Lalitha: All three of us studied at students of Prathyusha Institute of Technology and Management, Chennai. I have studied biomedical engineering while Kaushik and Kiarn have studied electronic instrumentation.

What prompted you to participate in the Imagine Cup?

Lalitha: We had registered for the Imagine Cup only a day before registrations closed. So we when we got a mail about the award for Envisioning 2020 we decided to participate since we would have more time to prepare. We submitted the same project for the Embedded Development competition and Envisioning.

We reaches the semifinals in the former category, but we did not have the time to refine the project since we had our final semester going on. However, for Envisioning we had more time, so we kept updating it.

How did you come up with the idea?

Lalitha: It was actually Kaushik's final year project in college. One night he called me and he told me all about these electronic toilets. I, of course, had not idea what he was talking about. But I got on board and we gradually began to refine the idea.

Tell us about the project.

Lalitha: The public toilets that we have, the 'pay and use' ones, are hardlu used by the people they are made for. Despite the fact that they are everywhere, people continue to defecate in the open, often right next to these toilets. Why pay to use a toilet when you can do it for free right?

So we thought, what if instead of people paying to use toilets, these people are paid to use the toilets?

How it works is when people use the electronic toilet, once the flush button is pressed and after the toilet is cleaned, the user will be given Re1-2 for using it. Another aspect we tried to accommodate is reducing the amount of water used. Usually about 5-7 litres of water is used to flush the toilet bowl. But by our system, only the outer wall will be cleaned and the contents of the bowl dumped in a tank. This way we reduce water consumption to about 2-3 l.

Going further, the waste collected can be used to create biogas etc. So on one hand you are giving money to the user and on the other you are making money.

What was the prize and what are your plans for the future?

Lalitha: We won USD 4,000.

We just graduated and are planning to get master's degrees. Kiran will be joining work.

And what are your plans for the project?

Lalitha: We are working on the project. Kaushik did it as his final year project so it is more a prototype right now. When we try to implement it, it might have some flaws that we will have to address and we might have to make some major modifications. But we have started working on it and hopefully it be a reality.

Making sure hungry mouths are fed

Image: Team Target Locked Monisha Saggi, Ramya Balasubramaniam, Anwesha Bhattacharjee

The team: Target Locked

The members: Monisha Saggi, Ramya Balasubramaniam, Anwesha Bhattacharjee

The big idea
Team Target Locked developed a solution to solve the worldwide issue of hunger. The solution focuses on using ground and satellite surveillance coupled with GPS monitoring for tracking food-carrying vehicles.

The systems will detect not just changes in weather conditions but also formations for ambushes and terrorist activities that could prevent the food from reaching its final destination.

Tell us a about the team an how you came to participate in the Imagine Cup.

Anwesha: We have been studying together for four years at the Indira Gandhi Institute of Technology, Delhi, doing BTech in Computer Science. We met up in the third year and would work together on projects. Ramya and I graduated in 2009 and Monisha continued with a dual MBA course in USA.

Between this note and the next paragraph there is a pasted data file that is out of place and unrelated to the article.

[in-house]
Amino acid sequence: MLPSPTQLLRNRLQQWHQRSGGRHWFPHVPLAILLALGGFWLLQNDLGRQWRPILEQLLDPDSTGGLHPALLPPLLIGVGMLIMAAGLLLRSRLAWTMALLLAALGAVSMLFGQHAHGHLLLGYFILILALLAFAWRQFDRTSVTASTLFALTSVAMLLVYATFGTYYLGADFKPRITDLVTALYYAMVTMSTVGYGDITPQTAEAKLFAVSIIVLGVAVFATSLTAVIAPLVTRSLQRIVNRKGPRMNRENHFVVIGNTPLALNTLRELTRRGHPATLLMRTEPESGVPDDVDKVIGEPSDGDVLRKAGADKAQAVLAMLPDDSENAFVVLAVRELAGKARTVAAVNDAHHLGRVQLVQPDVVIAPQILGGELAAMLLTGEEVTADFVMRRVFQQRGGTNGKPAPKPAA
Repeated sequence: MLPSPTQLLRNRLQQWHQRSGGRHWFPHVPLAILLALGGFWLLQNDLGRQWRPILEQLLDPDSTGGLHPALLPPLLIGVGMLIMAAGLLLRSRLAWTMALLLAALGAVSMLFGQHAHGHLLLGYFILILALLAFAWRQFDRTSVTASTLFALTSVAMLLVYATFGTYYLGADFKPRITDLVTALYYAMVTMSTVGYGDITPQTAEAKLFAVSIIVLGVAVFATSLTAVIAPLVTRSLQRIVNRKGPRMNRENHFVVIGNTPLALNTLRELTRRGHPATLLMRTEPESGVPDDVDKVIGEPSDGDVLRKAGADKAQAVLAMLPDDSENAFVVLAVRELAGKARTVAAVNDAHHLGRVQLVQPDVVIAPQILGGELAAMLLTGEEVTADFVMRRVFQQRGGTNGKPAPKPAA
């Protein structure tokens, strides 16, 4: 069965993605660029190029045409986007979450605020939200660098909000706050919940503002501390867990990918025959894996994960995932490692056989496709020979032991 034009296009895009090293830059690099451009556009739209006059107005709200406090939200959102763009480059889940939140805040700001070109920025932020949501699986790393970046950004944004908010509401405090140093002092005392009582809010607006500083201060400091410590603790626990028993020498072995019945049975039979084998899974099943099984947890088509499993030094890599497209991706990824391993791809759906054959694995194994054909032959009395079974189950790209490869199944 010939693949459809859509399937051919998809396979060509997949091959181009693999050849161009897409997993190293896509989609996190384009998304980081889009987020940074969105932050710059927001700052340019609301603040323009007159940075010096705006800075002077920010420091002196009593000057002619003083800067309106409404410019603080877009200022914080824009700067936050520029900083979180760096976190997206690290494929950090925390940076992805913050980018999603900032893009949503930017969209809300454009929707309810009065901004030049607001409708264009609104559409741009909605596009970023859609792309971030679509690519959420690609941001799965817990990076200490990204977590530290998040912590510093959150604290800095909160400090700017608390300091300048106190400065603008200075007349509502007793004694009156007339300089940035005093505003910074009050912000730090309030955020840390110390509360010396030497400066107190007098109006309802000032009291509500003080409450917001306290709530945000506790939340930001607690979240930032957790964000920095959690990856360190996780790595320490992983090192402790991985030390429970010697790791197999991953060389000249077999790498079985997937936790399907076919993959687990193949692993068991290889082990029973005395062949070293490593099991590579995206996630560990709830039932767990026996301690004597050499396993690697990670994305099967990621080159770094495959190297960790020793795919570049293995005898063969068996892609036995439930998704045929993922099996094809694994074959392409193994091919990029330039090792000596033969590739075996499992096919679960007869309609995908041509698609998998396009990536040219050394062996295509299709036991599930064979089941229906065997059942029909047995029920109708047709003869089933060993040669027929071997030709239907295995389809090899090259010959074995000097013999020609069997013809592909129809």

In 2006, we attended the Imagine Cup finals in Delhi and since then knew we wanted to participate. We liked this year's theme of how we would solve the major problems in the world. So we came up with this idea, that we thought could really help people who needed help.

How did you come up with the idea?

Anwesha: Over the last 4-5 years there have been a number of events, natural or otherwise (in Orissa, Nigeria, Congo, Haiti), where people have suffered trmendously. For whatever reason, either because of a military regime or natural disaster, food is not reaching them. Why should people stay hungry when so much food is going waste in godowns or during transportation or being stolen by looters.

With this backdrop, we came up with the idea that of using satellites that are used for military or climate monitoring also be used for food surveilance. We can track the food as it moves from one place to another, not just through satellite surveillance, but also through ground surveillance (which is getting cheaper every day). So we could have CCTV cameras tracking the shipments along the routes as well.

This way we know that a particular vehicle is going to carry a certain amount of food from point A to point B. We can also assign unique identification numbers (UID), so that the driver of the truck knows that the food he is carrying is given to the person who holds a particular UID.

This way, food is not just carried safely but is also reaching the people who need it.

What was it like to going to Warsaw?

Anwesha: It was overwhelming. There were 400 students from across the world all in one place and so many Microsoft students partners and other people who we could meet adn interact with. It was so overwhelming listening to these people and their ideas. When we reached, we felt like even if we don't win anything, the experience was just amazing.

And what was it like to win?

Anwesha: It as fantastic. When our names were announced, I think for a second my heart just stopped beating for a second. I could not believe that we had made it to third.

More than winning though it was the fact that this idea of ours actually had some future, that it was a feasible idea. It gave us a great boost, that we can move forward with this idea over the next 5-10 years or even less.

Are you working on it, trying to make it a reality?

Anwesha: We would like to but it will take a lot of financial investment. We won USD 3,000 and with the prize money we would like to start work on the idea.

What are your plans for the future?

Anwesha: Ramya is working right now and Monisha is in the US studying. I will be going to the US to do my PhD in management science soon. Monisha and I will be nearby in the States so we will be getting together to work on the idea. Ramya will be trying to join us as quickly as she can manage.